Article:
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As a safety measure I decided to stock up on face masks and disinfectant before my journey – just to be safe. At all pharmacies in my hometown, in the South of Spain, I was told that face masks as well as hand sanitizers were sold out – everywhere. This seemed strange to me as no one in Spain was wearing a mask at the time. I figured people were merely overreacting, panicking. The worldwide shortage of face masks was not predictable, for me, at that point.

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Upon my arrival in Bangkok, I realized that people seemed to be taking the situation far more serious there. Almost everyone at the airport was wearing face masks. There were temperature checks at all exits and disinfectants made available in every corner. 

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But then, when I left the airport, the coronavirus suddenly seemed to be no issue at all. I did continue to see many people wearing face masks, but I was told, that this was due to the bad air quality, not due to the virus.



Picture taken by me, at a small market in Pak Kret, Nonthaburi, showing people wearing face masks.

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Now, 8 weeks later, everything has changed.

8 weeks ago, I was meeting all my fellow students. I was settling in. I was planning the upcoming trips and making new friends.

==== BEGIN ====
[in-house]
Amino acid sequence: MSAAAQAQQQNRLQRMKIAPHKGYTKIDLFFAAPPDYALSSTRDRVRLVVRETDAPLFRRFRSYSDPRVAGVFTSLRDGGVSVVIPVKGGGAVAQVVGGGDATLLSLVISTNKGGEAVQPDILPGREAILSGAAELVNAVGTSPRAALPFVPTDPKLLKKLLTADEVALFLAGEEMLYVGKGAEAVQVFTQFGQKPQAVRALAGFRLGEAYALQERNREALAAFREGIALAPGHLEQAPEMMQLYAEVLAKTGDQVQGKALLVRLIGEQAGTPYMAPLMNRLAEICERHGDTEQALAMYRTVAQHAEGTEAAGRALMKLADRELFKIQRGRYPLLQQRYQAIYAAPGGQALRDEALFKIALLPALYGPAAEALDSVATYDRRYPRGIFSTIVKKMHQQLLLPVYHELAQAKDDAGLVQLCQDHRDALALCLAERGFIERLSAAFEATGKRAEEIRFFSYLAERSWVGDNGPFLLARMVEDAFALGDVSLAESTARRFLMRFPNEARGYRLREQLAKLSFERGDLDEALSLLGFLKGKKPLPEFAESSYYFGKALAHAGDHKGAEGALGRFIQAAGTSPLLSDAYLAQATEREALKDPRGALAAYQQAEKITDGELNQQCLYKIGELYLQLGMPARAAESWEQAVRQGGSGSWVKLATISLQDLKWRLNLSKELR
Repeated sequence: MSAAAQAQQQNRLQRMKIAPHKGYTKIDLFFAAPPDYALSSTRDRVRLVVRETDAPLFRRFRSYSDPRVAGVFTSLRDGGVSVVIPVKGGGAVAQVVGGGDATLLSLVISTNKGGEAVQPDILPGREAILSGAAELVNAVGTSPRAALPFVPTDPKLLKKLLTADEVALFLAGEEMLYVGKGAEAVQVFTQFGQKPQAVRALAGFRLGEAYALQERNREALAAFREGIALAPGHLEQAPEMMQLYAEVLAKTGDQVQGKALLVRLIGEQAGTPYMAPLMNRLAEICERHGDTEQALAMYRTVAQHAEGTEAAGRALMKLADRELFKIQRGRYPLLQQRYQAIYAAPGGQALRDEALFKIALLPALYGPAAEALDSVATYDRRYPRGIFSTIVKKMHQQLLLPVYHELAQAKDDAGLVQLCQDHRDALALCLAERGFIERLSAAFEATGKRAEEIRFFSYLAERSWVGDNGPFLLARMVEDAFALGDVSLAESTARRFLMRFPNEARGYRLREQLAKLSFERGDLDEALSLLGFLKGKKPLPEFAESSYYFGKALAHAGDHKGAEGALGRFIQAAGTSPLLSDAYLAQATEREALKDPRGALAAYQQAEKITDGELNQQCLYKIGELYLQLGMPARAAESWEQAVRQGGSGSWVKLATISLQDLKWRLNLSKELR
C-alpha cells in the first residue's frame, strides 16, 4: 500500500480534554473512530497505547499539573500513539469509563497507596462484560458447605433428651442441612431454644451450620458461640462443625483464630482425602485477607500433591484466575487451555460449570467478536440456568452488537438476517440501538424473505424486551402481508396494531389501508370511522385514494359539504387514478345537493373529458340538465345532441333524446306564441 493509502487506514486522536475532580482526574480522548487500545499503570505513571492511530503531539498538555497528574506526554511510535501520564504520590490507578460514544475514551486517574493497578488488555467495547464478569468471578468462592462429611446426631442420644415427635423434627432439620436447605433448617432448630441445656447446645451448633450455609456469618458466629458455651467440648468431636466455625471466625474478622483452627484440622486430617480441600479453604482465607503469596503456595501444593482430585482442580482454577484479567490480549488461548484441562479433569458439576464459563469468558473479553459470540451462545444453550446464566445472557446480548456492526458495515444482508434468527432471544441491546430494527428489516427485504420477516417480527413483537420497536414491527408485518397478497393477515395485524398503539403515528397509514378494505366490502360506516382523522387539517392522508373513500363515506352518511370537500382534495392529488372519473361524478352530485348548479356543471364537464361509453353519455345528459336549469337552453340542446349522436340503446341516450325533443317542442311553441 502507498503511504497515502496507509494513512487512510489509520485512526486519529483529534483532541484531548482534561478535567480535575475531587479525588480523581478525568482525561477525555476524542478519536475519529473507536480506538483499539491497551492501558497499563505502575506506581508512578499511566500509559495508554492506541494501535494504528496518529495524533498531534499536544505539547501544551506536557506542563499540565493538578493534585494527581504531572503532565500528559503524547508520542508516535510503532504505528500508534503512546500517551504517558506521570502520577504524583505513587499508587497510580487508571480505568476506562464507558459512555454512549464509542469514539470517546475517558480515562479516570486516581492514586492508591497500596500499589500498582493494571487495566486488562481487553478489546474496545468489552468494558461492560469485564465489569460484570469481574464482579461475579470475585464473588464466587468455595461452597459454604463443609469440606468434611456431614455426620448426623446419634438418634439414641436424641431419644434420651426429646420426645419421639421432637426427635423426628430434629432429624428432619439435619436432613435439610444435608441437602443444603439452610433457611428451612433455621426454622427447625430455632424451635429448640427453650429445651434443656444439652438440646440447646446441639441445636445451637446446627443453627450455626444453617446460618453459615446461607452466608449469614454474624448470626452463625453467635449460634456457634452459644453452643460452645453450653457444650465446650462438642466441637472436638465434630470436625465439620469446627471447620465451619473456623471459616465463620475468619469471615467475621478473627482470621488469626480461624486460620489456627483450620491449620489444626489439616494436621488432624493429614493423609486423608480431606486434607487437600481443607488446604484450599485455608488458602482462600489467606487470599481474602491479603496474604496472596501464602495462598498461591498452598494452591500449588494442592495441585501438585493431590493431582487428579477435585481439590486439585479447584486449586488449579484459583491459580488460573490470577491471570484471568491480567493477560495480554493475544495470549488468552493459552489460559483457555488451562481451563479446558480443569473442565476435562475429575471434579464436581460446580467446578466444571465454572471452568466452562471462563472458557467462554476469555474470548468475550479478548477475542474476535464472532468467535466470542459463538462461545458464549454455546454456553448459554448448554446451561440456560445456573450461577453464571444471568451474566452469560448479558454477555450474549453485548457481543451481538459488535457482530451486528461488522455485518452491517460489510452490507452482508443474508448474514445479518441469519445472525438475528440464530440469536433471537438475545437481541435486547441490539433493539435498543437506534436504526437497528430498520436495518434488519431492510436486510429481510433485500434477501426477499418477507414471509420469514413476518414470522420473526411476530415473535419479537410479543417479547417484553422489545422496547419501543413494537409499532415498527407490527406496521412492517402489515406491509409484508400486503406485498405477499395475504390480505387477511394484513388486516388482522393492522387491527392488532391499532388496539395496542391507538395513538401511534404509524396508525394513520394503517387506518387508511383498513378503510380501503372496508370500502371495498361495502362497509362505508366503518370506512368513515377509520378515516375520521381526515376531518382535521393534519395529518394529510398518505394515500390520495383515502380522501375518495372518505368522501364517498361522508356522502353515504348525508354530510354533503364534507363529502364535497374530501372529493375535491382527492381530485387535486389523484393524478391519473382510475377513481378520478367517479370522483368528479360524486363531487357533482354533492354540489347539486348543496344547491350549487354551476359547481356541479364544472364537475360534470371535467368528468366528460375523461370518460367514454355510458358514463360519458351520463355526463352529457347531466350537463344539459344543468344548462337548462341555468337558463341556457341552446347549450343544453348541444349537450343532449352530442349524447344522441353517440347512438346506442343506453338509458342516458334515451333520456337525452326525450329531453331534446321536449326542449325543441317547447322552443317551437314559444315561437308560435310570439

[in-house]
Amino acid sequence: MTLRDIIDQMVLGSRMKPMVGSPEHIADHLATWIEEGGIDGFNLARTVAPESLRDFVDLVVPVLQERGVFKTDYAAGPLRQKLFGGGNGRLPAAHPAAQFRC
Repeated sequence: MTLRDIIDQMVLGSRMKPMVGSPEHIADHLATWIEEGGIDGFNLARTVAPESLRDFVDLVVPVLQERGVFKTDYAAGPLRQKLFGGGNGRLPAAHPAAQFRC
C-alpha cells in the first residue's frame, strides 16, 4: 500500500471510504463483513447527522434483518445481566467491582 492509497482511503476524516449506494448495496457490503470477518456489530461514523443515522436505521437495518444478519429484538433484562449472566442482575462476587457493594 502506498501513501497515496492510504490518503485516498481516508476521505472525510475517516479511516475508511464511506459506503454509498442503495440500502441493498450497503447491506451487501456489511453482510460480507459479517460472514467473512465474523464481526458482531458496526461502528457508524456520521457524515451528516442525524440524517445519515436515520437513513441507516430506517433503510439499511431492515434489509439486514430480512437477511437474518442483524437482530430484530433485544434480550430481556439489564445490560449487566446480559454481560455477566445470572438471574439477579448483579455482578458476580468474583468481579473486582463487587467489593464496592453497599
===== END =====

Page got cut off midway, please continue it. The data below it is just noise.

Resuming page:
7 weeks ago, I went on my first weekend trip, to Phuket. The first weekend of many to come – or so we thought.

6 weeks ago, I did my first trip to an island. Along with 15 other students I travelled to Koh Larn. A small island, popular amongst Thai nationals. We stayed at a small hostel and a new friend of mine and me spent the evening with some locals. Back then we were so sure we would be able to go back there at some point.

5 weeks ago, my friends and me decided to stay in Bangkok on the weekend, instead of travelling. As we thought we had plenty of weeks left and did not want to spend all the money just yet. Little did we know.

4 weeks ago, we travelled to Pattaya with a group of friends. As the city is close to Koh Larn, we managed to visit our friends at the hostel during a day trip. We said goodbye with the words: See you next time. I suppose it is safe to say that that next time is in the very far future, if at all.

3 weeks ago, we took a flight from Bangkok to Surat Thani and then from there travelled by bus and ferry to Koh Samui. The upcoming week was our week off, thus we travelled as much as we possibly could. We visited Koh Samui, Koh Phangan and the Khao Sok National Park.

2 weeks ago, we still got to enjoy the beautiful landscapes Thailand has to offer and the friendships that we had formed. Originally, we also wanted to attend the full moon party, which was cancelled because of the coronavirus though. The situation was serious. To us it still seemed much worse in Europe and elsewhere though. It is not that bad here in Thailand, we kept saying. We were sure it was best for us to stay in Thailand. That should not be a problem – we were so sure of it.